Look before leaping
Carefully consider the dangers before investing in these popular instruments
Do you hold hybrid securities in your investment portfolio? If you run a self-managed superannuation fund or have visited a financial planner, the answer is probably “yes”. Investors who are hunting for yield and franking credits are often advised to load up on hybrids because cash and term deposits are giving historically low returns.
For example, take the hybrid from ANZ known as ANZPF. It was launched in 2015 and raised $1 billion. It pays out the bank bill swap rate (BBSW), which was 1.9% for three months at the time of writing, plus 3.5%pa, for a total of 5.4%pa, a higher rate than for cash and term deposits.
It is not surprising that hybrids have caught the attention of retail, rather than institutional, investors. Retail investors currently hold around $44 billion in hybrid securities issued by listed Australian companies and banks since January 1991, when ANZ issued the first domestic converting preference share.
John Likos, Morningstar’s director of equity and credit research, says the popularity of hybrids is partly due to the low-return investment climate. But he says that hybrid securities should not be considered a like-for-like replacement for term deposits or pure debt. “We believe they should be viewed as a separate asset class with their own asset allocation to fully benefit from diversification.”
Super funds that have been pumping up their cash options with debt securities such as hybrids received a warning from the regulator, APRA, recently about accurately disclosing what falls under the definition of the cash asset class. APRA told them that “cash equivalents represent short-term, highly liquid investments that are readily convertible to known amounts of cash and which are subject to an insignificant risk of changes in value”. But hybrids and other credit securities, it warned, do not exhibit the characteristics necessary to be considered as cash or cash equivalent.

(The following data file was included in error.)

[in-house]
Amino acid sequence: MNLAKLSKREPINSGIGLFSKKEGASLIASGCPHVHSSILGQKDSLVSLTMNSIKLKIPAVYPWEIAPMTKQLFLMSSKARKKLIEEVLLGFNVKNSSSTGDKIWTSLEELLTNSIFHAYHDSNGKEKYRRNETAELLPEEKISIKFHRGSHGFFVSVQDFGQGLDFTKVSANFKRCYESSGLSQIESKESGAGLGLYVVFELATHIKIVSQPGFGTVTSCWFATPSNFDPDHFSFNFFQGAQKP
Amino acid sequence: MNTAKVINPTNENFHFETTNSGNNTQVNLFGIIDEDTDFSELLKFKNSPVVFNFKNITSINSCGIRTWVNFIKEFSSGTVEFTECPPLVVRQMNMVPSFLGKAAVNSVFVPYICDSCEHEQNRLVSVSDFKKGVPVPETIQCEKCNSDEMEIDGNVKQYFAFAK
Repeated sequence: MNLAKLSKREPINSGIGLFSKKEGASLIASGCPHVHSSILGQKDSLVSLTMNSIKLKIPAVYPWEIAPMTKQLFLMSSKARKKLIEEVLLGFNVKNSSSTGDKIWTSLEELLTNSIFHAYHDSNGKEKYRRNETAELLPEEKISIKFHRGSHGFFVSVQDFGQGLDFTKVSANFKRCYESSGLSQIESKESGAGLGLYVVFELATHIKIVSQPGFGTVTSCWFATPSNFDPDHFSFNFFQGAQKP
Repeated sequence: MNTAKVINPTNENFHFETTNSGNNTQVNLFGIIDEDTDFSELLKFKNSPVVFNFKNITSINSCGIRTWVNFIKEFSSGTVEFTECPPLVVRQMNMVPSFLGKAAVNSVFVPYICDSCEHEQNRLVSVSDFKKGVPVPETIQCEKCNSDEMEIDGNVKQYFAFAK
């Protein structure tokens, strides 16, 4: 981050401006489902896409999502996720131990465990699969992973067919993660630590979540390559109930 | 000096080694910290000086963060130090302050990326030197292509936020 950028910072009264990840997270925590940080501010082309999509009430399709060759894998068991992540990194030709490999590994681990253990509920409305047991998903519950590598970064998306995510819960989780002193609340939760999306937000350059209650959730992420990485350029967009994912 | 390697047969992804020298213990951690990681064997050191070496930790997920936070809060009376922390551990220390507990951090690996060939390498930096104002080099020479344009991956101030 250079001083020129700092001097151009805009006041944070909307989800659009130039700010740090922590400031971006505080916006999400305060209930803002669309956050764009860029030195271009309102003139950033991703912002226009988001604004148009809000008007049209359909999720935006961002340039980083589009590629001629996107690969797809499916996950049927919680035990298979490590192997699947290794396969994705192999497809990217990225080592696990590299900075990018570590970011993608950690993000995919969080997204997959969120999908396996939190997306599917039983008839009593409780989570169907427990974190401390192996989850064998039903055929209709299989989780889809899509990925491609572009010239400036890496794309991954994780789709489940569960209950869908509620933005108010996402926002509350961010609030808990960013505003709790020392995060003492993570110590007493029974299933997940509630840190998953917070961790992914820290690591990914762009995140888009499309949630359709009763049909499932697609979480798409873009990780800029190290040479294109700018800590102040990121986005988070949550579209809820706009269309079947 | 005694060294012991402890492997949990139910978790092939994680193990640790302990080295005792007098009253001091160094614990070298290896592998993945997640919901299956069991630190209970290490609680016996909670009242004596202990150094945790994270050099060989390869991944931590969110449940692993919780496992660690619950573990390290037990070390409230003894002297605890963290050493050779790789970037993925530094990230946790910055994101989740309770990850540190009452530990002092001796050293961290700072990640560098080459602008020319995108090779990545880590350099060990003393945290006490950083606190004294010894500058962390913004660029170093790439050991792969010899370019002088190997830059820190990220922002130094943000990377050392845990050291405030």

What is a hybrid?
Well-known companies and banks borrow money from investors in return for making interest payments. Hybrids blend some of the features of debt (fixed interest) with equity (shares), hence the name hybrid. Hybrids include unsecured notes, convertible notes, capital notes and other convertible preference shares. Each one has particular terms, time frame, conditions and interest rates, which makes it hard to generalise. They are typically traded on a secondary market such as the ASX.
The growth in hybrids has been spurred by new capital requirements under the global Basel III framework for the banks. Also, companies find it typically costs less to
issue hybrids than shares. And BetaShares recently launched an exchange traded fund, BetaShares Active Australian Hybrids, which holds 84% of its assets in bank hybrids.
But not everyone is a fan of hybrids. Greg Medcraft, outgoing chairman of the Australian Securities and Investments Commission, told The Australian Financial Review last year that the billions of dollars of hybrid securities issued to retail investors by the major banks will eventually cause problems for the financial system.
He said hybrid securities were a “ridiculous” product for retail investors and it was notable that they had been banned for retail investors in other markets such as the UK.
“If a bank has any trouble, they’re the first line of defence,” Medcraft said. “If you wipe out retail and all those retail investors are superannuation investors, you are robbing Peter to pay Paul. You’ve seen already overseas that there were real issues in exercising against them when banks got into trouble.”
Understand how they work